LONDON, March 7 (Reuters) - Manchester United will aim to vent their feelings of injustice on holders Chelsea in the FA Cup this weekend after a controversial Champions League exit against Real Madrid on Tuesday torched their hopes of a treble.
Alex Ferguson’s side have concentrated their firepower on bigger prizes since last lifting the FA Cup for a record 11th time in 2004 when they beat Millwall.
But knocking out the club who have won the FA Cup four times in the last six seasons - including the 2007 final when Chelsea beat United in the first final at the re-built Wembley Stadium - would be some consolation.
The clash at Old Trafford is the standout match of the quarter-finals which also features the all-Premier League tie between Everton and Wigan Athletic.
Manchester City, the 2011 winners, face 1912 winners Barnsley of the Championship and in an all-Championship tie Millwall meet Blackburn Rovers, who knocked out Arsenal in the last round.
“We’ve still got an FA Cup tie and we’re still in a commanding position in the league. So we’ll get over it, we’ll bounce back,” United assistant manager Mike Phelan told the club’s website after United’s 2-1 home defeat by Real Madrid in which Nani was controversially sent off.
”We’ve had disappointments before and we’ll get over this one. We’ll come in (to training) and kick on.
“The players will rally round, the staff will rally round and we’ll be Manchester United right the way through until the end of May.”
Chelsea perhaps have a different emphasis with finishing in the top four of the Premier League and ensuring Champions League qualification the priority although a Cup quarter-final at Old Trafford will focus minds.
Chelsea’s interim manager Rafael Benitez caused a storm last week when he confirmed he was leaving in May and took a swipe at the board and the club’s fans who continue to boo him with the Londoners sitting a perilous fourth in the Premier League table.
However, the Spaniard will relish trying to get one over Ferguson, who he often locked horns with during his time at Liverpool.
Benitez only faced Ferguson once in the FA Cup, masterminding a 1-0 fifth-round victory in 2006 when Liverpool went on to lift the trophy.
Considering they trail United by 12 points in the title race, champions Manchester City’s best hope of salvaging silverware from a disappointing season is the FA Cup and a home game against Barnsley should represent a comfortable route into the semi-finals.
City midfielder Javi Garcia still believes they can overhaul United but for now the priority is avoiding any shocks against Barnsley, who are a mystery to the Spaniard.
”We are only thinking of our FA Cup tie with Barnsley,“ he said. ”I know nothing about them if I‘m totally honest, but this week the boss and his backroom staff will give us the run-down on how they play.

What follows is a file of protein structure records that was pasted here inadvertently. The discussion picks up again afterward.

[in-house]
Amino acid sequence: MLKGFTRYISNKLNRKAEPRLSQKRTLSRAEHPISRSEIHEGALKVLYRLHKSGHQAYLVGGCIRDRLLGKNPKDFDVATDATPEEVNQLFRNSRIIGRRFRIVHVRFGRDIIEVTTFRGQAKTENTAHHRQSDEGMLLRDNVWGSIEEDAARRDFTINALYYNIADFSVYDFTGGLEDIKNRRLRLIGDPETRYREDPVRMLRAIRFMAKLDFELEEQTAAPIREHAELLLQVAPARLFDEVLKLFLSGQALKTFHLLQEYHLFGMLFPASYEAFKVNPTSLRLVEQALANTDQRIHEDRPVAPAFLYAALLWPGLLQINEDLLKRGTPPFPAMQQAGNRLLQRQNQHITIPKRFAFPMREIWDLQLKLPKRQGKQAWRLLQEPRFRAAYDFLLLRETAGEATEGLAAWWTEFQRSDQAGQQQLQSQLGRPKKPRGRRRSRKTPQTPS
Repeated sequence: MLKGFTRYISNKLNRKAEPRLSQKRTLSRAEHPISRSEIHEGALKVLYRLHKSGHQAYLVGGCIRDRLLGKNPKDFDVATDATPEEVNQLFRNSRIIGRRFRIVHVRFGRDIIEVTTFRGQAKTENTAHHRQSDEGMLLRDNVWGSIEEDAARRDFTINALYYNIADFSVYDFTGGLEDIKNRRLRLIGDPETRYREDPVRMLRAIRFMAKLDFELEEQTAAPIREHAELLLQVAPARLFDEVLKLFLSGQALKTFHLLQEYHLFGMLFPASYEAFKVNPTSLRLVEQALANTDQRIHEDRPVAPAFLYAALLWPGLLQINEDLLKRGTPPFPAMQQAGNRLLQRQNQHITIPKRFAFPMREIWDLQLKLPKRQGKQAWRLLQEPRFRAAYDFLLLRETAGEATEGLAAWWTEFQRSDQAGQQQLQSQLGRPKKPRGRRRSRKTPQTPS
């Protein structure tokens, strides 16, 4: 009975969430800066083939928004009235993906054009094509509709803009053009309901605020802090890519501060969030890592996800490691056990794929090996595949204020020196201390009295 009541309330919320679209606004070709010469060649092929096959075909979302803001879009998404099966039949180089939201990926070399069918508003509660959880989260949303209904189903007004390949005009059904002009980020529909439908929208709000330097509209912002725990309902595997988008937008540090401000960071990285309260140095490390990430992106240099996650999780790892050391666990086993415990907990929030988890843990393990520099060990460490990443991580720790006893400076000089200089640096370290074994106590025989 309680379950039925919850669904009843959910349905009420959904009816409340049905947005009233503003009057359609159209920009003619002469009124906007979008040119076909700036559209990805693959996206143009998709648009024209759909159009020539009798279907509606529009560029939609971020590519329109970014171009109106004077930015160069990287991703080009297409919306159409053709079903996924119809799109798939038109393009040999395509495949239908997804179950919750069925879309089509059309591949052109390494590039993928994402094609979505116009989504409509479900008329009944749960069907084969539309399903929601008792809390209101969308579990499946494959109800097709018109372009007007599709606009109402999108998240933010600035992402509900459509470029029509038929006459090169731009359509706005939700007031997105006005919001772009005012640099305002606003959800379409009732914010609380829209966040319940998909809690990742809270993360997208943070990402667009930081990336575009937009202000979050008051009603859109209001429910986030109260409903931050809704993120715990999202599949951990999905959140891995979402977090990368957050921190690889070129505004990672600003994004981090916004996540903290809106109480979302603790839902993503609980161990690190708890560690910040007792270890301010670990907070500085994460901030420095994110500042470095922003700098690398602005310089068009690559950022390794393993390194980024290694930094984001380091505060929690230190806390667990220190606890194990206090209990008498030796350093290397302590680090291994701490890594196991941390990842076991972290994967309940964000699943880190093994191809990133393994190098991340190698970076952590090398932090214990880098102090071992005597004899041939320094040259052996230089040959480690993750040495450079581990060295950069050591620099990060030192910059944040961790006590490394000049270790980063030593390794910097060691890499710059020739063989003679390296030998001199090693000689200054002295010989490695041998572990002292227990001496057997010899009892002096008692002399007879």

“We certainly don’t expect anything less than a tough 90 minutes.”
Barnsley, who played a competition record 12 matches when they lifted the Cup for the only time in their history 101 years ago, last made an impact in the competition when they lost to Cardiff City in the 2008 semi-finals having beaten Liverpool and Chelsea along the way.
They are managed by David Flitcroft, brother of former City player Garry, and David said the south Yorkshire club, who are in danger of sliding into the third division, have taken inspiration from fourth tier Bradford City’s run to the Capital One (League) Cup final.
“I have been inspired by Bradford and I am trying to make new heroes at this club,” he told the BBC.
Everton still have painful memories of a semi-final defeat by Liverpool at Wembley last season, although defender Seamus Coleman said that setback has provided the perfect motivation against a Wigan side preoccupied with their annual battle to stay among the Premier League elite.
“Hopefully we can get past Wigan on Saturday to get back there (to Wembley) for the fans and make it a good year,” he told Everton’s website.
”But we have to be professional about it.
“Anything can happen in the cups - look at Bradford in the League Cup knocking big teams out.”
Wigan have reached the quarter-finals for the first time, and their owner Dave Whelan would like nothing better than seeing his side at Wembley, where, he says, he has unfinished business.
Whelan broke his leg in the 1960 final playing for Blackburn against Wolverhampton Wanderers who went on to win the cup 3-0.
Whelan told Sky TV: “It still brings a tear to my eye. You never get over something like that, it was a sad day for me and for Blackburn and I would like nothing better to go back and wn the cup with Wigan now.”
Blackburn manager Michael Appleton has enjoyed a remarkable journey to the quarter-finals.
He began the competition in charge of Portsmouth, then took over at Blackpool, holding Fulham to a replay, and after moving to Blackburn claimed the scalp of Arsenal in the fifth round.
Editing by Mark Meadows